Pesticide use is a major cause of declining biodiversity, which is manifested in extinctions, endangered species, and species vulnerable to environmental disturbances—including climate change, habitat fragmentation, and toxic chemicals. If EPA is serious about protecting biodiversity, it must look first to the ways it has created the crisis in the first place. 

Studies upon studies upon studies show that pesticides are a major contributor to the loss of insect biomass and diversity known as the “insect apocalypse,” particularly in combination with climate change. Insects are important as pollinators and as part of the food web that supports all life, so the loss of insects is a threat to life on Earth. EPA’s registration of insecticides has always—from DDT to neonicotinoids—endangered insects on a global level. Similarly, pesticides threaten food webs in aquatic and marine environments. 

Pesticides threaten frogs and other amphibians in a way that demonstrates the potential to warp the growth and reproduction of all animals. Agricultural intensification, in particular pesticide and fertilizer use, is the leading factor driving declines in bird populations. 

At a more foundational level, EPA approves pesticides that, in supporting industrial agriculture, eliminate habitat—either through outright destruction or through toxic contamination. In much of the U.S., agricultural fields are bare for half the year and support a single plant species for the other half. The difference between this industrial agriculture and organic agriculture is that through their organic systems plans, organic producers are required to conserve—protect and increase—biodiversity. 

In other words, a major reason that species are endangered is that EPA has registered pesticides that harm them. If EPA is to really protect endangered species, it must eliminate the use of toxic pesticides and encourage organic production. 

The letter to President Biden emphasizes the need for a whole-of-government approach to address this crisis and underscores the importance of consulting with Tribal governments and honoring federal trust obligations to Indigenous communities. Recognizing and incorporating indigenous knowledge and practices in conservation efforts is deemed crucial to safeguard biodiversity, protect the rights of indigenous peoples, and ensure social equity and justice.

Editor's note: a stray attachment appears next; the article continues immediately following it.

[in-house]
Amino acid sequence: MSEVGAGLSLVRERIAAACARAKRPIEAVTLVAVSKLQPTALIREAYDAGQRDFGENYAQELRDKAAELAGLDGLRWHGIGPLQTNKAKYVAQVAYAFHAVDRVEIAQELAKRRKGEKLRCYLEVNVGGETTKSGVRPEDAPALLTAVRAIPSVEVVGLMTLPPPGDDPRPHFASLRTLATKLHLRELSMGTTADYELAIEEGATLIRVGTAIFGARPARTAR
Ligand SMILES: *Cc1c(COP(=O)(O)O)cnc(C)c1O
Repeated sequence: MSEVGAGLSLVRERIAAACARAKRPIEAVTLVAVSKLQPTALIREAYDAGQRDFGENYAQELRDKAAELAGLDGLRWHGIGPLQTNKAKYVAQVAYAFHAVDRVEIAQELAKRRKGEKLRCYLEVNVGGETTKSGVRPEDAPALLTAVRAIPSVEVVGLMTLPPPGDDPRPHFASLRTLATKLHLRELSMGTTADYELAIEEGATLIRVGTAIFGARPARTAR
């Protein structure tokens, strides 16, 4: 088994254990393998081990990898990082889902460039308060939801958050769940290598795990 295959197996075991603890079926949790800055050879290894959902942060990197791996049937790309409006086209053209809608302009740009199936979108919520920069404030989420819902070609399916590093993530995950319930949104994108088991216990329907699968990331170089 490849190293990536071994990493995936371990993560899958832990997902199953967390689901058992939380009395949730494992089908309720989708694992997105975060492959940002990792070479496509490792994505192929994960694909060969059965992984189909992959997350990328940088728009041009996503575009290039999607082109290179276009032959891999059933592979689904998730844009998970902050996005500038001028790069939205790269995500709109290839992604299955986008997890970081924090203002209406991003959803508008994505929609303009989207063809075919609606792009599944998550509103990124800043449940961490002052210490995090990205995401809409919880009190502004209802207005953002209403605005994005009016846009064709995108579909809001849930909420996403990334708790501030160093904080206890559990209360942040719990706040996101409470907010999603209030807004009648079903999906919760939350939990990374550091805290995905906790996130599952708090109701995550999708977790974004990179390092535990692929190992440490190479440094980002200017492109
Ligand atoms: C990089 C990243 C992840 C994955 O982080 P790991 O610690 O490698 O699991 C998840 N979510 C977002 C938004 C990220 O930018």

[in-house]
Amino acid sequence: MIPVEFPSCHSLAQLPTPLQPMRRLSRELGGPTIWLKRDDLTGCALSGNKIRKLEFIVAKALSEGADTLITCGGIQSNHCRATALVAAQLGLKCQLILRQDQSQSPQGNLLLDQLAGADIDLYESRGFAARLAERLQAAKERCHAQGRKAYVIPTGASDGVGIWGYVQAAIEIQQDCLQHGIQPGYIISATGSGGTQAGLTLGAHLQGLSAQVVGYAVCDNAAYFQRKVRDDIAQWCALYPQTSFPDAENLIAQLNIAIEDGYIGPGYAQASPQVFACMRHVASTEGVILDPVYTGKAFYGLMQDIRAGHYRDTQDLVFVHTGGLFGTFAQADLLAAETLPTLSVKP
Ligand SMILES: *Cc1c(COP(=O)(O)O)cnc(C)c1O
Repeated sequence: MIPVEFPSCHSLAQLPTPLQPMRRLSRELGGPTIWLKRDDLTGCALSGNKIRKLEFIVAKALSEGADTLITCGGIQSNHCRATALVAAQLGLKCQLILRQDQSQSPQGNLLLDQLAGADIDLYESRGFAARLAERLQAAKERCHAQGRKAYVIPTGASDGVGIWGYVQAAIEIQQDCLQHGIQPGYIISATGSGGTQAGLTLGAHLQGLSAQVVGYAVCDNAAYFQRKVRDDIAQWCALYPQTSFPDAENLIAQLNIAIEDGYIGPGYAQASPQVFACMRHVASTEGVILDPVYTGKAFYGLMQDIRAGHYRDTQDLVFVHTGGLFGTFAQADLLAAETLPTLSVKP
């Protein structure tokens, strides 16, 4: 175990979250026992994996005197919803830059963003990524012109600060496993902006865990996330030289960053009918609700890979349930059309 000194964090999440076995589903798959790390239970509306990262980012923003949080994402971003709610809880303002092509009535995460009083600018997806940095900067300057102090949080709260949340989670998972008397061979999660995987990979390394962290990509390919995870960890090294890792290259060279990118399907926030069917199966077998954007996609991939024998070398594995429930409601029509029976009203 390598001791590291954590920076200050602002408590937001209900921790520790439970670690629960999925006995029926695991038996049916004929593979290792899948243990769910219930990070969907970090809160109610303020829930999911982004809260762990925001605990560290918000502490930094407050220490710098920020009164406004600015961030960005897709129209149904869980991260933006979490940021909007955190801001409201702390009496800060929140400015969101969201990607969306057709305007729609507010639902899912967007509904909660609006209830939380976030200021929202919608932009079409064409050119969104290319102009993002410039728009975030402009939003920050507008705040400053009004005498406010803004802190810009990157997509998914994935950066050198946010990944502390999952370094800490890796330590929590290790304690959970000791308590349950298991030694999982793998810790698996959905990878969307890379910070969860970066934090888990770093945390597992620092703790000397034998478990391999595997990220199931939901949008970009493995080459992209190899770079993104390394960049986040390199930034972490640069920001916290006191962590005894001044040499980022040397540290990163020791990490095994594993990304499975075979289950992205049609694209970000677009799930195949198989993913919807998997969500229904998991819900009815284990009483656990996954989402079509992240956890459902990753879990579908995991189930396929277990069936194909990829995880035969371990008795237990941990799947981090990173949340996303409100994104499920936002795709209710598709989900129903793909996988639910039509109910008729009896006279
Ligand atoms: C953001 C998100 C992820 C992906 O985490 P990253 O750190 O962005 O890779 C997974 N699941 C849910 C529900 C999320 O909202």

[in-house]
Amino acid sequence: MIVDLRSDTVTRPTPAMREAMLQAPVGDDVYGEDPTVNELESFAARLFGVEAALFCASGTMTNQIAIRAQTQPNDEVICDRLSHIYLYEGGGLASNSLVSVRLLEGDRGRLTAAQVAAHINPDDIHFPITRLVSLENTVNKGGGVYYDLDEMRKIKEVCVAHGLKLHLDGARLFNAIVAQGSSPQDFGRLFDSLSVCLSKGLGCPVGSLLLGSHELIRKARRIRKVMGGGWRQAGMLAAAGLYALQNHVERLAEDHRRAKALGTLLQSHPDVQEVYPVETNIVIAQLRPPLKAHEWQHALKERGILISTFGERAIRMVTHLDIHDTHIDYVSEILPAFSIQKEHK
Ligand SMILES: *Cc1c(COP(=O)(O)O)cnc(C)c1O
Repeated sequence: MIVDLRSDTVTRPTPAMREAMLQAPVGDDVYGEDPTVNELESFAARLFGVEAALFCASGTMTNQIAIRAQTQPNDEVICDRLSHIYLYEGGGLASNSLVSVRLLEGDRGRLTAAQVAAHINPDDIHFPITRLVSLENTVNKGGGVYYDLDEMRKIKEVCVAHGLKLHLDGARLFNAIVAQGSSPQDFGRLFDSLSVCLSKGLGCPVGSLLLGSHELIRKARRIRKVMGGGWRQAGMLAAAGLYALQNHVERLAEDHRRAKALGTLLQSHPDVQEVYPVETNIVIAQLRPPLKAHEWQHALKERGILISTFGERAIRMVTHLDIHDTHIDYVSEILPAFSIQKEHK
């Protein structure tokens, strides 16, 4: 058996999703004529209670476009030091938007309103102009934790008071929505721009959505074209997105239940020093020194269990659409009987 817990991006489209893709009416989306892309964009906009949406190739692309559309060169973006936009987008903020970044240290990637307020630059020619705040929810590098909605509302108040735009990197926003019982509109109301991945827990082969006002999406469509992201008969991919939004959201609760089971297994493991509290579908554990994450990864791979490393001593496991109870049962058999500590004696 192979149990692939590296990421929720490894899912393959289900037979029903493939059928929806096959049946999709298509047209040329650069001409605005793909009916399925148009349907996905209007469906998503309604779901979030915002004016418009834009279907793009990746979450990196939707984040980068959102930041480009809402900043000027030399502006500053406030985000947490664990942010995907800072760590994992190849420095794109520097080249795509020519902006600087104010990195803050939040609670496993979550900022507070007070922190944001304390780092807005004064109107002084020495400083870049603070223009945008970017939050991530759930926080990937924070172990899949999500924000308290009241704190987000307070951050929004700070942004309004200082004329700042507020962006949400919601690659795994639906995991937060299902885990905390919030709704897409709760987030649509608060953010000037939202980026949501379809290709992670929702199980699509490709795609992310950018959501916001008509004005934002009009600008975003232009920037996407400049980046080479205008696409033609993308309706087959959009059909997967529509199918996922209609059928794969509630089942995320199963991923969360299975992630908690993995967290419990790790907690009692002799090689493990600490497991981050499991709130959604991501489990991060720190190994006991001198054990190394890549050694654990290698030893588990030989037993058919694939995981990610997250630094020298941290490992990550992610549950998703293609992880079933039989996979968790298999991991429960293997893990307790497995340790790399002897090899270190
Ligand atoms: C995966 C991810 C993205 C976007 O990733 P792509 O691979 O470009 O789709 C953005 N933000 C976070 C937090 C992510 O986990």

The letter calls on President Biden to take the following actions: 

  1. Implement Whole of Government Approaches to Saving Biodiversity and Endangered Species: A national biodiversity strategy is proposed to serve as a blueprint for a coordinated response to biodiversity loss, addressing primary threats such as habitat degradation, climate change, wildlife exploitation, invasive species, and pollution.
  2. Boost Recovery of Endangered Species Through Robust Funding and Engaging Agencies Across Government: Adequate funding for the ESA and the prioritization of conservation and recovery efforts by all federal agencies, in consultation with Tribal and Indigenous communities, are essential to reversing species decline.

  3. Adopt an Ambitious Ecosystem-based Framework to Recover Endangered Species and Rebuild America’s Wildlife Populations: The letter calls for a holistic approach to recovery that considers a species’ role in ecosystems and protects key areas to increase resiliency and preserve biodiversity hotspots.

As part of this “whole of government” approach, EPA must redirect its pesticide program to protecting all species and their habitats. 

Letter to EPA Administrator: 

On the 50th anniversary of the passing of the Endangered Species Act, the U.S. Environmental Protection Agency (EPA) must take bold, visionary steps to protect all species and their habitats.  

Pesticide use is a major cause of declining biodiversity, which is manifested in extinctions, endangered species, and vulnerability of species to environmental disturbances—including climate change, habitat fragmentation, and toxic chemicals. If EPA is serious about protecting biodiversity, it must look first to the ways it has created the crisis in the first place. Dwindling biodiversity is an existential crisis that requires removing serious threats posed by pesticides. 

Many studies show that pesticides are a major contributor to the loss of insect biomass and diversity known as the “insect apocalypse,” particularly in combination with climate change. Insects are important as pollinators and as part of the food web that supports all life, so the loss of insects is a threat to life on Earth. EPA’s registration of insecticides has always—from DDT to neonicotinoids—endangered insects on a global level. Similarly, pesticides threaten food webs in aquatic and marine environments.